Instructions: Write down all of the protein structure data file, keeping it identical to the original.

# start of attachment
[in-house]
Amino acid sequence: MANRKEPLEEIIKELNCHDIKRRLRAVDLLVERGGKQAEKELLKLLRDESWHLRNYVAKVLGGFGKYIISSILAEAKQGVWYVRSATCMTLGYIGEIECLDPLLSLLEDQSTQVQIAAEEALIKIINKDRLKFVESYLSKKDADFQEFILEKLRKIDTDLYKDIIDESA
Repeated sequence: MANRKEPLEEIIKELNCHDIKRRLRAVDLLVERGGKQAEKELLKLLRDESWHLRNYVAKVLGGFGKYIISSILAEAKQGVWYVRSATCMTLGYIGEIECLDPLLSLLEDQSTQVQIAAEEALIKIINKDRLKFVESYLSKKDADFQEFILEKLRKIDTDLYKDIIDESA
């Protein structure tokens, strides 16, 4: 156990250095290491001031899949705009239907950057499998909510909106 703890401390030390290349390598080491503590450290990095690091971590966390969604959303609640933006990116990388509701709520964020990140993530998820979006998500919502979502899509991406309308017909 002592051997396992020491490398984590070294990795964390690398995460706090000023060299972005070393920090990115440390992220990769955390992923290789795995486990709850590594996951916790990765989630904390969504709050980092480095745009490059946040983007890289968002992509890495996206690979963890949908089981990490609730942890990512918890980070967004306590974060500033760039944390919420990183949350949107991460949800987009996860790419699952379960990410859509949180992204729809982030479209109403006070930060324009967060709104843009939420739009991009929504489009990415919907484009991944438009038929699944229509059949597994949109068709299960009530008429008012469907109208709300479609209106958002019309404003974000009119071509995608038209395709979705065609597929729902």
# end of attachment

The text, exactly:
[in-house]
Amino acid sequence: MANRKEPLEEIIKELNCHDIKRRLRAVDLLVERGGKQAEKELLKLLRDESWHLRNYVAKVLGGFGKYIISSILAEAKQGVWYVRSATCMTLGYIGEIECLDPLLSLLEDQSTQVQIAAEEALIKIINKDRLKFVESYLSKKDADFQEFILEKLRKIDTDLYKDIIDESA
Repeated sequence: MANRKEPLEEIIKELNCHDIKRRLRAVDLLVERGGKQAEKELLKLLRDESWHLRNYVAKVLGGFGKYIISSILAEAKQGVWYVRSATCMTLGYIGEIECLDPLLSLLEDQSTQVQIAAEEALIKIINKDRLKFVESYLSKKDADFQEFILEKLRKIDTDLYKDIIDESA
């Protein structure tokens, strides 16, 4: 156990250095290491001031899949705009239907950057499998909510909106 703890401390030390290349390598080491503590450290990095690091971590966390969604959303609640933006990116990388509701709520964020990140993530998820979006998500919502979502899509991406309308017909 002592051997396992020491490398984590070294990795964390690398995460706090000023060299972005070393920090990115440390992220990769955390992923290789795995486990709850590594996951916790990765989630904390969504709050980092480095745009490059946040983007890289968002992509890495996206690979963890949908089981990490609730942890990512918890980070967004306590974060500033760039944390919420990183949350949107991460949800987009996860790419699952379960990410859509949180992204729809982030479209109403006070930060324009967060709104843009939420739009991009929504489009990415919907484009991944438009038929699944229509059949597994949109068709299960009530008429008012469907109208709300479609209106958002019309404003974000009119071509995608038209395709979705065609597929729902």